- Structuring the Trivia
- Rounds of Trivia
- Marking the Answers
- Announcing Results
Structuring the Trivia during your Event
There’s a lot to consider when running a Quiz Night. Are 3 rounds not enough? Are 5 rounds too many? Over the ten years I’ve been creating and hosting Quiz Nights I’ve managed to refine the process to provide enough trivia, time to socialise and games for a well-balanced and highly enjoyable evening. There are a number of criteria for how you make your Quiz Night work but following this Running Sheet Template will provide the foundations of a successful and enjoyable evening leaving your Quiz Night attendees wanting more.
The tried and tested structure used in the Running Sheet Template is a 3 hour night which includes 4 rounds of trivia, games between rounds, 2 sets of table questions and breaks (giving attendees time to socialise, spend money on the bar, bid in the silent auction). The Live Auction element of the night is the trickiest part to estimate time. It can often get out of hand. Generally the .5 hours on top of the 3 hours caters for the Live Auction getting competitive and any other time issues.
Rounds of Trivia
- Create each Trivia Round to be worth 16 points (or so) and it will last for 10-15 minutes.
- Having questions worth multiple points speeds up the round too.
- Having more rounds worth smaller amounts of points can keep the night moving two. Maybe having two 10 point rounds back-to-back can cover off more topics.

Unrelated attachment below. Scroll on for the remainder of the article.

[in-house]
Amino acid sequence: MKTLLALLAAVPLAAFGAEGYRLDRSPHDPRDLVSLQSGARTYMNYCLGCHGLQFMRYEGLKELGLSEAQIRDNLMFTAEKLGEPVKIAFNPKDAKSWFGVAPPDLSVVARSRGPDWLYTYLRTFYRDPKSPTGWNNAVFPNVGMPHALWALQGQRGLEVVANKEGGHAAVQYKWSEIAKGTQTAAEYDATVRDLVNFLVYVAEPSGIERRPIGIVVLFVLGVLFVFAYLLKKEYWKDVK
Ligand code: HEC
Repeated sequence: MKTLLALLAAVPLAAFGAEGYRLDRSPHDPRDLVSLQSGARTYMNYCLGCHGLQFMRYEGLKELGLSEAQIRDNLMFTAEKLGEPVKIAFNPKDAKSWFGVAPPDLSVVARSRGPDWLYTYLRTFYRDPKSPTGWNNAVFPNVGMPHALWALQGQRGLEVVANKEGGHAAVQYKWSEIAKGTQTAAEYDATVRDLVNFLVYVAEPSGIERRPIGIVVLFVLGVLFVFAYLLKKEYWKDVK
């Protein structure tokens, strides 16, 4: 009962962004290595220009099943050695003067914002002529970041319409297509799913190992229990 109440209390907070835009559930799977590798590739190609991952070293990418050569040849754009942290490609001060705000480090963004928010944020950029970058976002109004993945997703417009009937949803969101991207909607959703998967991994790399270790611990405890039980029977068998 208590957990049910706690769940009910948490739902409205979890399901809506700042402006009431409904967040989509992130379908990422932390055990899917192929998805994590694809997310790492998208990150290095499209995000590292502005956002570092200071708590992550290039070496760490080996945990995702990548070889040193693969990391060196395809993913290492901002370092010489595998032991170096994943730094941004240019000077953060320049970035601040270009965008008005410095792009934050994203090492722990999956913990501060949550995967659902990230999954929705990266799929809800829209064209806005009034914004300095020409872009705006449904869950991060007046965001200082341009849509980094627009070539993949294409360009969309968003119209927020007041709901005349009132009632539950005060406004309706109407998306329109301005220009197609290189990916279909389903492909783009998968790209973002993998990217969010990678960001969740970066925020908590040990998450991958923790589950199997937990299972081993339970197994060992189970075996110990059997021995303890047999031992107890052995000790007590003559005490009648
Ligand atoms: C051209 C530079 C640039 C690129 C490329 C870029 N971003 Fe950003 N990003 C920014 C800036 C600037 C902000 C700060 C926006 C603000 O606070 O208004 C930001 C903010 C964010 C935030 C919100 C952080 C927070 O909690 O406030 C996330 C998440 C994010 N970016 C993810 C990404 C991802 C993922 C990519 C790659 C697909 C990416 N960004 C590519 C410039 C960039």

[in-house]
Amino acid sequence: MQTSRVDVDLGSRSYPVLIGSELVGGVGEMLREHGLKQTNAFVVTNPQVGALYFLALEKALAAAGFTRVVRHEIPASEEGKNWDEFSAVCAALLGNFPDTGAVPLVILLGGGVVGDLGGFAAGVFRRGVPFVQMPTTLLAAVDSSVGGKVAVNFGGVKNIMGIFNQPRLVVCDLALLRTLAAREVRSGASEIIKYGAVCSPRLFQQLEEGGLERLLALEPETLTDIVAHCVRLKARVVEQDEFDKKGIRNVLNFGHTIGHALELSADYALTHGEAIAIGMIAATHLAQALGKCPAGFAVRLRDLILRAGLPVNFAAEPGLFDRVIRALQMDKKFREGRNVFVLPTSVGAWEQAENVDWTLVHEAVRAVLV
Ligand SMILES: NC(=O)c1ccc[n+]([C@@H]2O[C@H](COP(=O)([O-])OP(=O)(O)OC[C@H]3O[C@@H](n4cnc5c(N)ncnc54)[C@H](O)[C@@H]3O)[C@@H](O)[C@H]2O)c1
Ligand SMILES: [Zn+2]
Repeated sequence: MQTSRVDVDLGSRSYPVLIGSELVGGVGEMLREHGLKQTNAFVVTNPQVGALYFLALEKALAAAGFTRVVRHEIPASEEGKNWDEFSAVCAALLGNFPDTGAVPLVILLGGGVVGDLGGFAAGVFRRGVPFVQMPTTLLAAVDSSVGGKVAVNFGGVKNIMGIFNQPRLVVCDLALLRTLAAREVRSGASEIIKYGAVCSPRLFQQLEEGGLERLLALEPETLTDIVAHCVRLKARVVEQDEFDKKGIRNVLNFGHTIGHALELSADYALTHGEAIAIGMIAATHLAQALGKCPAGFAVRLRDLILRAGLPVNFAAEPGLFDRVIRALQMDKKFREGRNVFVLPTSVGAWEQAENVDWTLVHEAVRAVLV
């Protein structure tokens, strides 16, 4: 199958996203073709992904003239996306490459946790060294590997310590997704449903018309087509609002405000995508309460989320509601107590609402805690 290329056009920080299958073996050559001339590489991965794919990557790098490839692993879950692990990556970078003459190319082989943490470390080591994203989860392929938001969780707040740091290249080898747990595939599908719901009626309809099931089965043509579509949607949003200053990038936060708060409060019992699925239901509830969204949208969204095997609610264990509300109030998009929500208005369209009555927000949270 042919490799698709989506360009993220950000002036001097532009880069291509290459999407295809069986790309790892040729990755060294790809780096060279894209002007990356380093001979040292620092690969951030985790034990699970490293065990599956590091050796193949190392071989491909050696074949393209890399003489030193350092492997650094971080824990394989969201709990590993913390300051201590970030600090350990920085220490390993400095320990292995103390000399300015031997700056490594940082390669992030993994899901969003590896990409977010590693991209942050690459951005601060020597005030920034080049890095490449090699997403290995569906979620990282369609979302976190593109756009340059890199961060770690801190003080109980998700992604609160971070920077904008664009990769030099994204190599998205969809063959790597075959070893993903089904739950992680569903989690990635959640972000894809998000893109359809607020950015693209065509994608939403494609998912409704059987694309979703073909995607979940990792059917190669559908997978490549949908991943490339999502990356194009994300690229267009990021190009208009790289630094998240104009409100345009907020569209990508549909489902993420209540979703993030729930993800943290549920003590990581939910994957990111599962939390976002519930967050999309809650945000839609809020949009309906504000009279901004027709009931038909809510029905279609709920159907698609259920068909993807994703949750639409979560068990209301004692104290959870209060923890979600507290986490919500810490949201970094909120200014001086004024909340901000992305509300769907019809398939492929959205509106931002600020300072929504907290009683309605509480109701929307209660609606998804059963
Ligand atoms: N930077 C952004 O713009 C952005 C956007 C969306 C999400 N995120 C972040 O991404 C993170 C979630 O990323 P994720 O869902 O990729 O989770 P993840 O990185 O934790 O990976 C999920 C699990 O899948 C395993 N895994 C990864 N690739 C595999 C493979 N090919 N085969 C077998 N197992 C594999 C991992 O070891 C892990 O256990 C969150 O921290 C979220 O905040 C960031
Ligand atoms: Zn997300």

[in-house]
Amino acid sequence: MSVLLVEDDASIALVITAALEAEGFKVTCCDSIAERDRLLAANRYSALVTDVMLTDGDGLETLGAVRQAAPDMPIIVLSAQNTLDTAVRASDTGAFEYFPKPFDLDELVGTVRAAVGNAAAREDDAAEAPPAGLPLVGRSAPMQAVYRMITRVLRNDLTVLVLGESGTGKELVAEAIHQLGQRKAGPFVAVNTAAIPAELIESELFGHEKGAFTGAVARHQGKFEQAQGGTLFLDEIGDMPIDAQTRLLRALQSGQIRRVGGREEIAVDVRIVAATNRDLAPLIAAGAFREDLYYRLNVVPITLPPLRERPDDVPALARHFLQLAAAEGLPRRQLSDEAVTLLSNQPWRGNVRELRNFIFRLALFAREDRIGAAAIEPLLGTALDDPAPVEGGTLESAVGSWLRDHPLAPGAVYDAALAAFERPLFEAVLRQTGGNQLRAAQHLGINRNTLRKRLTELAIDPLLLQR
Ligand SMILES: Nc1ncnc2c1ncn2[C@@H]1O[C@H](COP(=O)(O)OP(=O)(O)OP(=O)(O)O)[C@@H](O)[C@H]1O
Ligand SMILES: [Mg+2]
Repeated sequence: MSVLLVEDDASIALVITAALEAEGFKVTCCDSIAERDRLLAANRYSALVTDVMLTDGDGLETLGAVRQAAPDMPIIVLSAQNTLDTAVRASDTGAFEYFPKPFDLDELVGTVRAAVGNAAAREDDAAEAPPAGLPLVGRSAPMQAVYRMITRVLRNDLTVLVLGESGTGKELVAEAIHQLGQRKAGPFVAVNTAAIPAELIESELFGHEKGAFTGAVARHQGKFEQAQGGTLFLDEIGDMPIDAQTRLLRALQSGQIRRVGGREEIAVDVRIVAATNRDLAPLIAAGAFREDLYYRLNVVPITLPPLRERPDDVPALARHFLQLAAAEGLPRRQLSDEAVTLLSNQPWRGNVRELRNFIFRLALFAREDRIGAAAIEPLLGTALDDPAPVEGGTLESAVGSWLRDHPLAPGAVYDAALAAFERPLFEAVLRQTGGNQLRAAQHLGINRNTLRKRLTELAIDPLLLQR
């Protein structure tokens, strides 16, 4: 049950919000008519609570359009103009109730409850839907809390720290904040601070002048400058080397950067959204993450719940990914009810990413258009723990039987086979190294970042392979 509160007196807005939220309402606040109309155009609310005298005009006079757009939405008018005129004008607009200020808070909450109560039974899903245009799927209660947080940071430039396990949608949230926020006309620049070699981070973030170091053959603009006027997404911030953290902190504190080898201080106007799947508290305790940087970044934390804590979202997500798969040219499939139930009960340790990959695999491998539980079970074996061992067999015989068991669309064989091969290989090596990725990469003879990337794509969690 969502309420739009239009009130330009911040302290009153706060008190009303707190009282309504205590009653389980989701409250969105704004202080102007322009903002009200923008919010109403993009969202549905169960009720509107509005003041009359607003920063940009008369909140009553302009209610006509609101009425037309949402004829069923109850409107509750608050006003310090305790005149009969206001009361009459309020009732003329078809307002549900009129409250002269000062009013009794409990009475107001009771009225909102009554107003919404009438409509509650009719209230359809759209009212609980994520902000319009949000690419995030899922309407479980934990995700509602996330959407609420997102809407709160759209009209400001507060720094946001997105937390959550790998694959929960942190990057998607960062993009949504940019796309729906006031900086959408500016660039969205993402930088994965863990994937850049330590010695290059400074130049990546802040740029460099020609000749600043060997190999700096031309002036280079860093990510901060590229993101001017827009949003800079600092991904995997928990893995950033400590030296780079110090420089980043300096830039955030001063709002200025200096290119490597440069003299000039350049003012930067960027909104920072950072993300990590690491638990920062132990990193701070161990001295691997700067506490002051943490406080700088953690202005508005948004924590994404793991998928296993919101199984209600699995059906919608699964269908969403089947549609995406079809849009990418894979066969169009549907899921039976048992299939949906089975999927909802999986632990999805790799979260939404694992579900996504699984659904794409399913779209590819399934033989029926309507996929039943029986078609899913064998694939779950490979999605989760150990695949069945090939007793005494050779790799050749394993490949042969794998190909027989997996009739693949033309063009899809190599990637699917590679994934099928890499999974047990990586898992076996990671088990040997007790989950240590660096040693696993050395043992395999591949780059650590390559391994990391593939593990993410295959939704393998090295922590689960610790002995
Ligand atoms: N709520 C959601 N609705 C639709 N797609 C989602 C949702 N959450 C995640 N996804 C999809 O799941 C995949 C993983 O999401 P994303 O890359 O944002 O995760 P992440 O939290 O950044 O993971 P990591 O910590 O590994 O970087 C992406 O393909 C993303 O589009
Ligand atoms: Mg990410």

- Include some Table Question rounds to accompany the written questions. For some people, this is their strength and they’ll enjoy focusing on that during a round that they may have no interest in, like Sport, for example.
Marking the Answers
- To avoid crowd complaints always try and keep each round worth a similar amount of points in order to have an equal playing field amongst people with different strengths. For example 16 points for Sport, 16 points for Music, 16 points for Movies and TV etc.
- If there are 10-12 or less tables you should be able to correct the answers by yourself. If there’s more than 12 tables it’s worth organising an assistant to help mark. NOTE: It’s also great motivation for when your host jokes land flat – at least your assistant is laughing (even if it is at you). As you and your assistant complete the marking for each team, add it to the Score Sheet to display when results are announced.
- Even if you have less than 10 tables there may be someone in your club/organisation who is willing to help mark. They may even prefer to mark over participating. Using them to help mark can be very helpful and could free up the QuizMaster to run a game in the breaks.
- Providing 10-15 minutes for breaks between every round may seem a lot. But it gives people time to socialise and spend money at the silent auction and other fundraising games. Plus the QuizMaster can correct answer sheets and a member of the club/organisation can run a fundraising game. See Quiz Night HQ’s guide to Fundraising Games for great ideas and information.
At the end of each break go through the answers to the previous round and then provide a current total for each team. Use this Scoring Template to keep track of current standings and team scores.
At the end of the last round quickly mark and add up the scores. While this is happening, it’s the perfect time for someone to draw the raffle and announce any winners of the silent auction – this process can be very long winded. Try to keep it quick. When announcing the final scores and winners you don’t have to announce all the way from the end. Just announcing the final 5-6 can be enough. Once the final scores have been announced just display the results so everyone can see their scores.
Let us know what you think of these ideas for structuring your website. Please comment below…